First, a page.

Chitons on Bermuda
July 15, 2005
This photograph was taken on the rough south coast of Bermuda, where limestone formations are constantly battered by the long fetch of the Atlantic Ocean. The entire 22 square mile (57 sq. km) island (a British colony) of Bermuda is essentially a limestone cap on an extinct, undersea, volcanic mountain chain. It was last active about 100 million years ago, when the early Atlantic Ocean was in the midst of its expansion. Limestone intertidal rock characterizes many islands of the Caribbean as well as Bermuda. Its rough porous surface, clearly visible in this photograph, makes it ideal for the growth of algae. The relative ease with which it erodes results in many complex depressions (and sandy beaches!), which help protect Chitons from predators and rough seas.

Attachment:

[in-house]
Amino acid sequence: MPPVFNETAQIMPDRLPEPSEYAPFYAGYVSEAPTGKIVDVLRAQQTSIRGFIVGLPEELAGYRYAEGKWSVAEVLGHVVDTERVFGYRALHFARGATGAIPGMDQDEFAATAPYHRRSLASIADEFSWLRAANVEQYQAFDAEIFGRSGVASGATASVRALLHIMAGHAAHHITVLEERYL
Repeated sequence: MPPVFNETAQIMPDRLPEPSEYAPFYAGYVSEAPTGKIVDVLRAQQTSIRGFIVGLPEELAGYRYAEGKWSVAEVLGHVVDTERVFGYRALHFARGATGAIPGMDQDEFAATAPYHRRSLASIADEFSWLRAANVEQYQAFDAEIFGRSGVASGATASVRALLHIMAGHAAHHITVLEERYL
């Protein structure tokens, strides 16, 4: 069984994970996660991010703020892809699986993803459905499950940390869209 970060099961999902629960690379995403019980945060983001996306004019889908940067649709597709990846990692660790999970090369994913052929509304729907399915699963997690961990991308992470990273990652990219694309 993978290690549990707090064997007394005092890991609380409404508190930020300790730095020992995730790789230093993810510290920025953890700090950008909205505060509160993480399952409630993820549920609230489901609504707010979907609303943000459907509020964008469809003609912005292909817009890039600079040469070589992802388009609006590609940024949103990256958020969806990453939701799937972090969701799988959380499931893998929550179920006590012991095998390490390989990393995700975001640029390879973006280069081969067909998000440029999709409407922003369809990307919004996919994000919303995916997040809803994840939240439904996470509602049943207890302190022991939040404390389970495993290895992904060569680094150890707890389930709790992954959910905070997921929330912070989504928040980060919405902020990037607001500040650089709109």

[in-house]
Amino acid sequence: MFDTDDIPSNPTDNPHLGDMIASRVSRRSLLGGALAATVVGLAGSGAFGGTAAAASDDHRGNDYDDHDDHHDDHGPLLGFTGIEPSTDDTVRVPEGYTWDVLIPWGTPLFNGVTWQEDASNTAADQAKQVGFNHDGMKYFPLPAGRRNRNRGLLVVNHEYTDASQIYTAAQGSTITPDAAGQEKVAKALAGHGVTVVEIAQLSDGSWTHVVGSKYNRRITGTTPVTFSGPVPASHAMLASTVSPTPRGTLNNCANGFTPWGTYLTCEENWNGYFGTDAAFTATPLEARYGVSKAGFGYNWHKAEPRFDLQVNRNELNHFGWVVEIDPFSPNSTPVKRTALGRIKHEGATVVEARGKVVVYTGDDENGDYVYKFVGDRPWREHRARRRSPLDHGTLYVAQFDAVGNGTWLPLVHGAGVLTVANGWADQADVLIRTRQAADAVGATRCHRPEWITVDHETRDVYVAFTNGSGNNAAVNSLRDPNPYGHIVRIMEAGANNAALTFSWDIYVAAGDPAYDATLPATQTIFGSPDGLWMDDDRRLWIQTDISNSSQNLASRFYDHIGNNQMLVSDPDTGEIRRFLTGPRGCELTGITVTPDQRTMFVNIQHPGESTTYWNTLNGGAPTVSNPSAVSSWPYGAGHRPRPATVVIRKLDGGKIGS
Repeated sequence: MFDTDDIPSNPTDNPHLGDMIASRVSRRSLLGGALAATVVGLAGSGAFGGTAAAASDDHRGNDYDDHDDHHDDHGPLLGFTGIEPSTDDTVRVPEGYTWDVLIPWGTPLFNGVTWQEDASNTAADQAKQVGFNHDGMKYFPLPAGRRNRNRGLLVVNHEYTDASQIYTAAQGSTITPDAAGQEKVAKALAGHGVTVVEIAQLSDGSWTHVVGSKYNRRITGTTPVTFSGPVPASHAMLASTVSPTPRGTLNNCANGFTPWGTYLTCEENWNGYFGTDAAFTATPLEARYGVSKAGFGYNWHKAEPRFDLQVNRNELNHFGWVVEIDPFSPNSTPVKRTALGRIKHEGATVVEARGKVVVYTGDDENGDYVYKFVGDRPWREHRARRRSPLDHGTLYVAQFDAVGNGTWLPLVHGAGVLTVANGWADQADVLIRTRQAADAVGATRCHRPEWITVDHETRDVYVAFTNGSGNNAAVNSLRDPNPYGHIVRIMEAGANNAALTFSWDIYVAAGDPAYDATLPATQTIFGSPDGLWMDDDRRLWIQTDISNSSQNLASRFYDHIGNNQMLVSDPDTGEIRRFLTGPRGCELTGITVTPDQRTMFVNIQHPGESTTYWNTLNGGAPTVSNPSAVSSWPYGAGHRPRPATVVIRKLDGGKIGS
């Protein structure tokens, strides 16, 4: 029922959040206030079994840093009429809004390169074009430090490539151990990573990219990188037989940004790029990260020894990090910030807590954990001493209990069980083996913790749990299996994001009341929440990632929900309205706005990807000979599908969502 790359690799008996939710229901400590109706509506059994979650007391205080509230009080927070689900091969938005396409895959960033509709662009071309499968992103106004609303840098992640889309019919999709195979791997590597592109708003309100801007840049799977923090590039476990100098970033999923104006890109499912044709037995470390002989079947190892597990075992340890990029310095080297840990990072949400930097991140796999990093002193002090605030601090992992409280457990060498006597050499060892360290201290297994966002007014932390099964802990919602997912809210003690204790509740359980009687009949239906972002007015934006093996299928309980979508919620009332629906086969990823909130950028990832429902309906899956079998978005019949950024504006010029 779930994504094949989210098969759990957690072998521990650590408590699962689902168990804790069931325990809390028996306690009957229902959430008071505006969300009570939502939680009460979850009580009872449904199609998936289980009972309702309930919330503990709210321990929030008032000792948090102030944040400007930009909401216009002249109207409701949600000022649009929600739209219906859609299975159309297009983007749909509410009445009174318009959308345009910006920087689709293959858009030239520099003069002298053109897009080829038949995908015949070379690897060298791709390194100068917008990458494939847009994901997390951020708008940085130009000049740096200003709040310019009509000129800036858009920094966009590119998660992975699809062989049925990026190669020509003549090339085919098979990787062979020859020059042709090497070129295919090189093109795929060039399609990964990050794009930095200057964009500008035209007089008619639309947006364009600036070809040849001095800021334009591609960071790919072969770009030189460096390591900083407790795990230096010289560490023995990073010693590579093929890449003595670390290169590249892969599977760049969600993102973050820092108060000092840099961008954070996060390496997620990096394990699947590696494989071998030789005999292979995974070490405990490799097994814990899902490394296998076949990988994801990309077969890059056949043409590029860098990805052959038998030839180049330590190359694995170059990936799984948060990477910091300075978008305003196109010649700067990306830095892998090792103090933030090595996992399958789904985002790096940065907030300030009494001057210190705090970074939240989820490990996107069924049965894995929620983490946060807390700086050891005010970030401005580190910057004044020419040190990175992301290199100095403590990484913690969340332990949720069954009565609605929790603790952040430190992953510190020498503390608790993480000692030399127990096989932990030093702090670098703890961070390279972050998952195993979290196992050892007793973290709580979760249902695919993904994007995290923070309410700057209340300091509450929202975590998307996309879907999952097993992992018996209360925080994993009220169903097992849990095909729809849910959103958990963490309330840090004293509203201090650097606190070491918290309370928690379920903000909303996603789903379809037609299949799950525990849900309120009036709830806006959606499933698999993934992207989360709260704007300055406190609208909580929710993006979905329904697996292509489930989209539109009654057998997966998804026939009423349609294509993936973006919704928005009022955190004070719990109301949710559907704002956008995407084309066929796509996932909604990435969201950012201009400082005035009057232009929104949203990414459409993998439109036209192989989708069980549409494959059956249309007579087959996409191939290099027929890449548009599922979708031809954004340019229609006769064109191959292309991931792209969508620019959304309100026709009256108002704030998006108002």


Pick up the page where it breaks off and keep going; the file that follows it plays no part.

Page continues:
Talk about survivors! Chitons are primitive mollusks that evolved initially during the "Cambrian explosion" at the start of the Paleozoic era, approximately 500 million years ago. As a species, they've survived with little change, through continental migrations (such as the creation and breakup of Pangea) and mass exterminations (such as the "Permian extinction" that closed the Paleozoic era about 240 million years ago). Through all this, they've been munching away at the algae growing on intertidal rock, oblivious to the evolution and activity of Homo sapiens. In this photograph of the West Indian Chiton (Chiton tuberculatus), the characteristic 8 plates and surrounding mantle are clearly visible. Except for the coin and the foot, this photograph could have been taken millions of years ago, on the tropical coast of Pangea, during the Paleozoic Era.Related Links: